Hepatology 12/2012; 56(6). DOI:10.1002/hep.25896
  • Critical Care 03/2012; 16(1). DOI:10.1186/cc10997
  • Source
    [Show abstract] [Hide abstract]
    ABSTRACT: Critical illness leads to increased endogenous production of carbon monoxide (CO) due to the induction of the stress-response enzyme, heme oxygenase-1 (HO-1). There is evidence for the cytoprotective and anti-inflammatory effects of CO based on animal studies. In critically ill patients after cardiothoracic surgery, low minimum and high maximum carboxyhemoglobin (COHb) levels were shown to be associated with increased mortality, which suggests that there is an 'optimal range' for HO-1 activity. Our study aimed to test whether this relationship between COHb and outcome exists in non-surgical ICU patients. We conducted a retrospective, observational study in a medical ICU at a university hospital in Vienna, Austria involving 868 critically ill patients. No interventions were undertaken. Arterial COHb was measured on admission and during the course of treatment in the ICU. The association between arterial COHb levels and ICU mortality was evaluated using bivariate tests and a logistic regression model. Minimum COHb levels were slightly lower in non-survivors compared to survivors (0.9%, 0.7% to 1.2% versus 1.2%, 0.9% to 1.5%; P=0.0001), and the average COHb levels were marginally lower in non-survivors compared to survivors (1.5%, 1.2% to 1.8% versus 1.6%, 1.4% to 1.9%, P=0.003). The multivariate logistic regression analysis revealed that the association between a low minimum COHb level and increased mortality was independent of the severity of illness and the type of organ failure. Critically ill patients surviving the admission to a medical ICU had slightly higher minimum and marginally higher average COHb levels when compared to non-survivors. Even though the observed differences are statistically significant, the minute margins would not qualify COHb as a predictive marker for ICU mortality.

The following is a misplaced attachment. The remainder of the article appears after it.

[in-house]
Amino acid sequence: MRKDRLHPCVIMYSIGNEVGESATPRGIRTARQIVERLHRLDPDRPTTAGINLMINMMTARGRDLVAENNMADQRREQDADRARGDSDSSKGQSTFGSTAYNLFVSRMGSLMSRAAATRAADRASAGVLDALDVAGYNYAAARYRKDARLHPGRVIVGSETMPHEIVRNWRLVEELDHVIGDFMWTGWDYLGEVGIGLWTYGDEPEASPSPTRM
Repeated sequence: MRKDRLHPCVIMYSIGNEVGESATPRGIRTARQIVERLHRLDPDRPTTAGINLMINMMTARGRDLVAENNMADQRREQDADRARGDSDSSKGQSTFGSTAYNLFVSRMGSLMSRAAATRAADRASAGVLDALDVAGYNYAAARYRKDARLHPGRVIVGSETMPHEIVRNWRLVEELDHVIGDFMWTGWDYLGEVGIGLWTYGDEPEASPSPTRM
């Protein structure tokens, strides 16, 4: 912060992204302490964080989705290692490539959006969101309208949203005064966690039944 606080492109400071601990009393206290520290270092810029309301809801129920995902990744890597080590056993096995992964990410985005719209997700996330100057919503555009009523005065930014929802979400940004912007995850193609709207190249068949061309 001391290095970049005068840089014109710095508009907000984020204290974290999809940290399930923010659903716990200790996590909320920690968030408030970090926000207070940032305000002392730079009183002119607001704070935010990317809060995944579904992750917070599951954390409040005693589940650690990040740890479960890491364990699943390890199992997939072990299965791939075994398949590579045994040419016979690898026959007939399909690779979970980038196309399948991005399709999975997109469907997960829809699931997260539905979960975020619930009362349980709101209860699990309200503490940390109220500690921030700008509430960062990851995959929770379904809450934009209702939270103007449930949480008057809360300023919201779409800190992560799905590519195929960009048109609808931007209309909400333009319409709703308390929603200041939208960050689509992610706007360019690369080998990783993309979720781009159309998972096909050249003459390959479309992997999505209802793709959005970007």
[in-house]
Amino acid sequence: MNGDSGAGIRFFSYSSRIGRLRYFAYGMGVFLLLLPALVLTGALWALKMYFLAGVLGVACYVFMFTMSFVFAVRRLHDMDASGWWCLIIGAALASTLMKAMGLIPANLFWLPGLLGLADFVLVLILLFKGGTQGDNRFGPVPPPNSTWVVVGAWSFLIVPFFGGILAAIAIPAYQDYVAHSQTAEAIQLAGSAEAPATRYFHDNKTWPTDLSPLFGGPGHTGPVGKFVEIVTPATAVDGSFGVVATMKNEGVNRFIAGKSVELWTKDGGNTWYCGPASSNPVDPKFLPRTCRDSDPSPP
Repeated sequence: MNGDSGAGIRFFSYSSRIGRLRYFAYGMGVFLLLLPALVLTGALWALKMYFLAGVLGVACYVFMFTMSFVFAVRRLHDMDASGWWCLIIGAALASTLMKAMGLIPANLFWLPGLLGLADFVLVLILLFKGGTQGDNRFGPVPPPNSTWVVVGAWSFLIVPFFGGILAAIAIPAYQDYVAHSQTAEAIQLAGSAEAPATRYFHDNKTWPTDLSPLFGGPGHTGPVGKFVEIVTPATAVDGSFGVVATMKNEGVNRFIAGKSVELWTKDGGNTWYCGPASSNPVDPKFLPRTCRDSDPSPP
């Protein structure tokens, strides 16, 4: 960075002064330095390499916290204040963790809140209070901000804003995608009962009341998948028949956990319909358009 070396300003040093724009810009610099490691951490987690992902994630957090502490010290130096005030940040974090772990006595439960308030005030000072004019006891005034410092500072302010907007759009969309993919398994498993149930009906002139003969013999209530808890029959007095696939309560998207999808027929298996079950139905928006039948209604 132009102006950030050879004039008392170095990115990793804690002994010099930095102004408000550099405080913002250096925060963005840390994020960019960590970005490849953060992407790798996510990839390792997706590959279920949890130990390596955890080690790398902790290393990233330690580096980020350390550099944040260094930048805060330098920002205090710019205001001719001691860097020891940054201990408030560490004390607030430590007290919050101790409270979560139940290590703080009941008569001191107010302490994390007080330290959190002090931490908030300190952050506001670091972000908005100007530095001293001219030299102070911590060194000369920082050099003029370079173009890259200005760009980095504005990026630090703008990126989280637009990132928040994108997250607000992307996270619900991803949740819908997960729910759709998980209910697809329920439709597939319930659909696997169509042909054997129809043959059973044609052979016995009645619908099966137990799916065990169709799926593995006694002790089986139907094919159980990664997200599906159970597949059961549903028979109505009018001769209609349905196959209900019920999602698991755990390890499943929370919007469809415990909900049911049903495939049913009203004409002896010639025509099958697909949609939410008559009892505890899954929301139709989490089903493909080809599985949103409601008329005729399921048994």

Critical care (London, England) 01/2012; 16(1):R6. DOI:10.1186/cc11138
  • Critical care (London, England) 01/2012; 16(1).
  • Source
    [Show abstract] [Hide abstract]
    ABSTRACT: Khat is a drug widely used in the Horn of Africa and the Arabian Peninsula. Khat leaves contain, among other substances, the psychoactive alkaloid cathinone, which induce central nervous system stimulation leading to euphoria, hyperactivity, restlessness, and insomnia. However, it also could cause psychological adverse effects such as lethargy, sleepiness, psychoses, and depression necessitating pharmacologic treatment. Here we report the case of a 35-year-old man from Somalia who became unconscious and developed aspiration pneumonia and subsequent ARDS after excessive consumption of khat leaves. His unconsciousness was possibly caused by the sleepiness developed after khat consumption and a benzodiazepine intake by the patient himself. Thus, khat-induced adverse effects should not primarily be treated pharmacologically, but patients should be urged to quit khat consumption in order to eliminate or, at least, reduce the severity of present psychological adverse effects.
    07/2011; 2011. DOI:10.1155/2011/291934
  • Journal of Hepatology 03/2011; 54. DOI:10.1016/S0168-8278(11)60922-7
  • [Show abstract] [Hide abstract]
    ABSTRACT: Paraneoplastic pemphigus (PNP) is a rare life-threatening autoimmune bullous skin disease which is an obligate paraneoplasma. A 34-year-old woman presented with recalcitrant stomatitis and a generalized lichenoid rash. A diagnosis of PNP was established based on clinical findings, immunofluorescence, histopathology and biochemistry. A localized mediastinal mass was found with CT imaging and excised. The histologic diagnosis was dendritic cell sarcoma. Despite removal of tumor and immunosuppressive therapy, the PNP progressed rapidly and the patient died of septic multiorgan failure.
    Journal der Deutschen Dermatologischen Gesellschaft 04/2009; 7(4):356-9. DOI:10.1111/j.1610-0387.2008.06939.x
  • [Show abstract] [Hide abstract]